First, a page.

the change in entropy derived from statistical mechanics.  Thus, we can
write an alternative thermodynamics equation for the change in entropy
as:

ΔS = S - S' = Q/T

S is a state function or variable. A state function is a property of a
system that is not dependent on how the system arrived at its present
condition (is not time dependent).  Any change in a state function is
only dependent on the initial and final conditions. P, V, and T are other
examples of state functions whereas heat transfers, work transfers
and rates of chemical reactions are not.

Carnot Cycle
------------

A to B -  The gas expands and does work on the surroundings.  The temperature
of the gas does not change during the process, and so U remains
constant.  The gas expansion is due to the absorption of heat
energy, Qhot.  The entropy change, ΔS = Qhot/Thot

B to C -  The gas continues to expand, doing work on the surroundings, and
losing an equivalent amount of internal energy, U. The loss of U
causes it to cool to the "cold" temperature, Tcold. ΔS = 0.

C to D -  The surroundings do work on the gas, causing an amount of heat
energy, Qcold, to flow out of the gas to the low temperature
reservoir.  Again, the temperature does not change so U remains
constant at its new level.  ΔS = -Qcold/Tcold

D to A -  During this step, the surroundings do work on the gas, increasing
its internal energy and compressing it, causing the temperature
to rise to Thot. ΔS = 0.

The Carnot cycle is the most efficient heat engine cycle allowed by physical
laws. When the second law of thermodynamics states that not all the
supplied heat in a heat engine can be used to do work, the Carnot efficiency
sets the limiting value on the fraction of the heat which can be so used.

In order to approach the Carnot efficiency, the processes involved in the heat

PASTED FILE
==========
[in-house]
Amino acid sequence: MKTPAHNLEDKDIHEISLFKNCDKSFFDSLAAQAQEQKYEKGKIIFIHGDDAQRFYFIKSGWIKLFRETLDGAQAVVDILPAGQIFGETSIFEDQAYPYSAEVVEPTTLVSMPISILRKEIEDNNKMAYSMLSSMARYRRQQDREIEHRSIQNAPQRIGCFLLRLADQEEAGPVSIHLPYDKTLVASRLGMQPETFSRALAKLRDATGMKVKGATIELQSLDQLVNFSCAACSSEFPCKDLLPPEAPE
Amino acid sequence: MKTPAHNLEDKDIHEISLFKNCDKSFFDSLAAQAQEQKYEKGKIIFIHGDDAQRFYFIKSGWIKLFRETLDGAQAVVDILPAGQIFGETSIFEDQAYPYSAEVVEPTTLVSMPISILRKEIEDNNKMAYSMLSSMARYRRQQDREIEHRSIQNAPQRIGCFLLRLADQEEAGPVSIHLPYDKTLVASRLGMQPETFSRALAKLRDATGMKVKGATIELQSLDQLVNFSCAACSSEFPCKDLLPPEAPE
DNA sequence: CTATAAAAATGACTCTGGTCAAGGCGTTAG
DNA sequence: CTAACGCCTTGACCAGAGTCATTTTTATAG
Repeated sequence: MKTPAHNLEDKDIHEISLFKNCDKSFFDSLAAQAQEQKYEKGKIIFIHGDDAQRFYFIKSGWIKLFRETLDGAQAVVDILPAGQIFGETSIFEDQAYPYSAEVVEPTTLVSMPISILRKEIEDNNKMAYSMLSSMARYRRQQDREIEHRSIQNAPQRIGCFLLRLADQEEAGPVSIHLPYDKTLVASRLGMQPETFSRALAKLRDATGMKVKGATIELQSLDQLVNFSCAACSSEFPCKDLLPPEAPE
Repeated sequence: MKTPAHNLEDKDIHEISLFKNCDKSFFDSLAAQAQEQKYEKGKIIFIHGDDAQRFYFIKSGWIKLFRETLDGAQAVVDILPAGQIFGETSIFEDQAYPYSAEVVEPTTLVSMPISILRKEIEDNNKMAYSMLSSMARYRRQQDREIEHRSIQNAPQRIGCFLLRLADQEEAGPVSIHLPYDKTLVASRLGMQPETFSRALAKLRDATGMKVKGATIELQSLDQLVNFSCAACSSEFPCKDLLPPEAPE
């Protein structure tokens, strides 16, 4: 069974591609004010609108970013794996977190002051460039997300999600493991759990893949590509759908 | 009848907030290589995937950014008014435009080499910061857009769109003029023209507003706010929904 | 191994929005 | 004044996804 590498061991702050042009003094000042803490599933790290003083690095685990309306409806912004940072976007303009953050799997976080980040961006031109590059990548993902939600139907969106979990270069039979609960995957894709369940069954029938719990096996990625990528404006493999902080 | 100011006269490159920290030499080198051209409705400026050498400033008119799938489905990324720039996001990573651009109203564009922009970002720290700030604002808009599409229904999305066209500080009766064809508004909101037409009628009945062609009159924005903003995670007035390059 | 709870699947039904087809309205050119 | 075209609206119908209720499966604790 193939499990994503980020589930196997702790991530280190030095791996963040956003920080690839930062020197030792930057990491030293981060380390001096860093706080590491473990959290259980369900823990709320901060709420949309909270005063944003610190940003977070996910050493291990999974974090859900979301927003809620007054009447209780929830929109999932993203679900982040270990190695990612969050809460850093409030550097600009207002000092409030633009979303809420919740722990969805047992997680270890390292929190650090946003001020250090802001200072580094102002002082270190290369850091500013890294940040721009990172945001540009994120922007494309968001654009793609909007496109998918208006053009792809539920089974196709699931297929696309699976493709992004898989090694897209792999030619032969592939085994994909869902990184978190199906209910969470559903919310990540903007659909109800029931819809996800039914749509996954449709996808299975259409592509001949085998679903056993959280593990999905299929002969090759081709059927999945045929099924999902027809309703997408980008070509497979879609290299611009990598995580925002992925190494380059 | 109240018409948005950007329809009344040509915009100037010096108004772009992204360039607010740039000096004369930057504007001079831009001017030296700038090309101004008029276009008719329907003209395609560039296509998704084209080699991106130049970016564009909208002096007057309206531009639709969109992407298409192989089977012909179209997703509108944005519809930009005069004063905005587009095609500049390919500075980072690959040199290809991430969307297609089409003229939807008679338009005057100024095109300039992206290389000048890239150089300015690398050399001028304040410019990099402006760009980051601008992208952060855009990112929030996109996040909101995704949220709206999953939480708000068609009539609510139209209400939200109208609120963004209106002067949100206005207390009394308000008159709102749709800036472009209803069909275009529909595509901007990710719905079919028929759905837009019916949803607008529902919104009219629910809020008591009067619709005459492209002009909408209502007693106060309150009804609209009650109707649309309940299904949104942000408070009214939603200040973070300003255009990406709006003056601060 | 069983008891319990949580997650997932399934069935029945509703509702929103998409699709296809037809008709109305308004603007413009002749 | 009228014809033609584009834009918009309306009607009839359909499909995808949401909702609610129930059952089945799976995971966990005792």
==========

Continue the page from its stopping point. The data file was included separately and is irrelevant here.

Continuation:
engine cycle must be reversible and involve no change in entropy. This means
that the Carnot cycle is an idealization, since no real engine processes are
reversible and all real physical processes involve some increase in entropy.

Consider the adiabatic processes, Q = 0

ΔU = -PΔV

∴ ΔU + PΔV =0

(3/2)nRΔT + nRTΔV/V = 0

(3/2)dt/T + dV/V = 0

(3/2)∫dt/T + ∫dV/V = 0

Tcold       C
[(3/2)lnT]    +  [lnV] = 0
Thot        B

ln(Tcold/Thot)3/2 + ln(Vc/VB) = 0

(Tcold/Thot)3/2(VC/VB) = 1

Take the reciprocal to get:

(Thot/Tcold)3/2(VB/VC) = 1

For D to A we get:

(Thot/Tcold)3/2(VA/VD) = 1

Thus, we can say,

VB/VA = VC/VD

What about the entropy?  Consider the isothermals (ΔU = 0 so Q = W)

ΔS = Qhot/Thot + 0 + Qcol/Tcold + 0

= Whot/Thot + Wcol/Tcold

= (nRThot/Thot)∫dV/V + (nRTcold/Tcold)∫dV/V

= nR{∫dV/V +  ∫dV/V}

= nR{ln(VB/VA) + ln(VD/VC)}

= nR{ln[(VB/VA)(VD/VC)]}

= nR{ln[(VB/VA)/(VC/VD)]}

= nRln(1) from before

= 0

The efficiency, E is:

W = Work done during a cycle = Qhot - Qcold (ΔU = 0)

E = W/Qhot = (Qhot - Qcold)/Qhot

= 1 - Qcold/Qhot

The overall change in internal energy around the cycle is 0.  Therefore,
ΔU = 0 and Q = PdV

We can write from before that:

Qhot = nRThotln(VB/VA) and Qcold = -nRTcoldln(VD/VC) = nRTcoldln(VC/VD)

∴ E = 1 - nRTcoldln(VC/VD)/nRThotln(VB/VA)

= 1 -  Tcoldln(VC/VD)/Thotln(VB/VA)

But from before we have shown that VB/VA = VC/VD.  Thus,

= 1 - Tcold/Thot

If the efficiency is less than 100% we get:

W/Qhot ≤ (1 - Tcold/Thot)

∴ W ≤ Qhot(1 - Tcold/Thot)

(Qhot - Qcold) ≤ Qhot(1 - Tcold/Thot)

Qcold ≥ QhotTcold/Thot

Qcold/Tcold ≥ Qhot/Thot

Scold ≥ Shot ... The 2nd Law of Thermodynamics

This implies that the entropy at the end of the process is greater
than that at the beginning.  The more efficient the process, the less
the increase in entropy will be.  In other words, entropy provides a
measure of the amount of thermal energy that cannot be used to do
work.  The change in entropy will only be 0 for a reversible process
(100% efficiency).  The connection between reversibility and efficiency
can be thought of as follows:

Consider an upright cylinder and piston in a vacuum.

|  W  |
|=====|
|     |
|     |
-----

The gas in the cylinder is compressed by a weight, W.  If W is suddenly